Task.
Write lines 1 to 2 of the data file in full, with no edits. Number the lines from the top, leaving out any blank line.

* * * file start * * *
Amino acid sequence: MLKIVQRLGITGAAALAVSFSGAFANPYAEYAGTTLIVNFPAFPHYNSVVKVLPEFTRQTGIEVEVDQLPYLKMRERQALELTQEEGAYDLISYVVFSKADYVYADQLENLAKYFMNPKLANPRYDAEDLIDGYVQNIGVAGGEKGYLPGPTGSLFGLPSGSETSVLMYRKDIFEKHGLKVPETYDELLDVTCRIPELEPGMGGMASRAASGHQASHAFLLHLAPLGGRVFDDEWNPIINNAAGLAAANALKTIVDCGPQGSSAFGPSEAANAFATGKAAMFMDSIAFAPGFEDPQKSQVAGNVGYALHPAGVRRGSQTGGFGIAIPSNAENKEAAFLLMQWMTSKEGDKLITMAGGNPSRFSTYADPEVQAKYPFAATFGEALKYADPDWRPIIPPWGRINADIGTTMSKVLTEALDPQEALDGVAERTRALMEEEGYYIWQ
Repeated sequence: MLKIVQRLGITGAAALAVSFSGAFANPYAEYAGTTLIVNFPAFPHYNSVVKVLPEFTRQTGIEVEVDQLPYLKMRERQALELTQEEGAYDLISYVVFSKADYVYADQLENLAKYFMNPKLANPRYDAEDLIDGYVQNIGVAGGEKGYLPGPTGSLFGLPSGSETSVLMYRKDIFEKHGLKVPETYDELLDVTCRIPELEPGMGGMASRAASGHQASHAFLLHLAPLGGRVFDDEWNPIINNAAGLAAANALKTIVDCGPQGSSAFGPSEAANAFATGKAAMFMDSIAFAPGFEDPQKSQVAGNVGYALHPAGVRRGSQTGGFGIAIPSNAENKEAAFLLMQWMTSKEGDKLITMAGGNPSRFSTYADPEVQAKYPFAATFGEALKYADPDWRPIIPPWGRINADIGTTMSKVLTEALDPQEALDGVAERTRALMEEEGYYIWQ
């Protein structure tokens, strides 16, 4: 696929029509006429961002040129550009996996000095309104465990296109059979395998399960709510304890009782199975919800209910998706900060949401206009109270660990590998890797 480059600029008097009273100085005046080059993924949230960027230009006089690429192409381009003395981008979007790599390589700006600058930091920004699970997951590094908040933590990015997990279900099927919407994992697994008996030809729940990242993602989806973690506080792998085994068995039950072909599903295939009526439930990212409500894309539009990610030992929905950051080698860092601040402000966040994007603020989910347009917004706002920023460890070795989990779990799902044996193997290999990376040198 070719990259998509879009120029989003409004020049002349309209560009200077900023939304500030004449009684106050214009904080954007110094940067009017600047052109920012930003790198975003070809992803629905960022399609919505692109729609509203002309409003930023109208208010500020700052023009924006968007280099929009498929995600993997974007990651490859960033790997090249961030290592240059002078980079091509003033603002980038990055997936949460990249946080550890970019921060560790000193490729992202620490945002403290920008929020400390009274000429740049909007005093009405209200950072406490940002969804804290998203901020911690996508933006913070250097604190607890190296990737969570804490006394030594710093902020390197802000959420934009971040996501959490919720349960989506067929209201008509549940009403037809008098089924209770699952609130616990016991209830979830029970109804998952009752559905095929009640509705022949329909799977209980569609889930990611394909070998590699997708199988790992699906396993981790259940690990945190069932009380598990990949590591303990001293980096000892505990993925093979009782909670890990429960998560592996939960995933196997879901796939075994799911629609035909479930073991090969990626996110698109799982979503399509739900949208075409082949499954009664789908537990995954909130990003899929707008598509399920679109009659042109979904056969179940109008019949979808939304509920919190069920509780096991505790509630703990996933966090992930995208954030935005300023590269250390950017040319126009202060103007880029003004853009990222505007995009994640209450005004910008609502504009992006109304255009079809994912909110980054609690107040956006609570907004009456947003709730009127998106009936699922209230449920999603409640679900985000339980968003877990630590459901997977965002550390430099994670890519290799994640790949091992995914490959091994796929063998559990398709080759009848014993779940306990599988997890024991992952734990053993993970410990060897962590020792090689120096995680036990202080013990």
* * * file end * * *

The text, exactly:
Amino acid sequence: MLKIVQRLGITGAAALAVSFSGAFANPYAEYAGTTLIVNFPAFPHYNSVVKVLPEFTRQTGIEVEVDQLPYLKMRERQALELTQEEGAYDLISYVVFSKADYVYADQLENLAKYFMNPKLANPRYDAEDLIDGYVQNIGVAGGEKGYLPGPTGSLFGLPSGSETSVLMYRKDIFEKHGLKVPETYDELLDVTCRIPELEPGMGGMASRAASGHQASHAFLLHLAPLGGRVFDDEWNPIINNAAGLAAANALKTIVDCGPQGSSAFGPSEAANAFATGKAAMFMDSIAFAPGFEDPQKSQVAGNVGYALHPAGVRRGSQTGGFGIAIPSNAENKEAAFLLMQWMTSKEGDKLITMAGGNPSRFSTYADPEVQAKYPFAATFGEALKYADPDWRPIIPPWGRINADIGTTMSKVLTEALDPQEALDGVAERTRALMEEEGYYIWQ
Repeated sequence: MLKIVQRLGITGAAALAVSFSGAFANPYAEYAGTTLIVNFPAFPHYNSVVKVLPEFTRQTGIEVEVDQLPYLKMRERQALELTQEEGAYDLISYVVFSKADYVYADQLENLAKYFMNPKLANPRYDAEDLIDGYVQNIGVAGGEKGYLPGPTGSLFGLPSGSETSVLMYRKDIFEKHGLKVPETYDELLDVTCRIPELEPGMGGMASRAASGHQASHAFLLHLAPLGGRVFDDEWNPIINNAAGLAAANALKTIVDCGPQGSSAFGPSEAANAFATGKAAMFMDSIAFAPGFEDPQKSQVAGNVGYALHPAGVRRGSQTGGFGIAIPSNAENKEAAFLLMQWMTSKEGDKLITMAGGNPSRFSTYADPEVQAKYPFAATFGEALKYADPDWRPIIPPWGRINADIGTTMSKVLTEALDPQEALDGVAERTRALMEEEGYYIWQ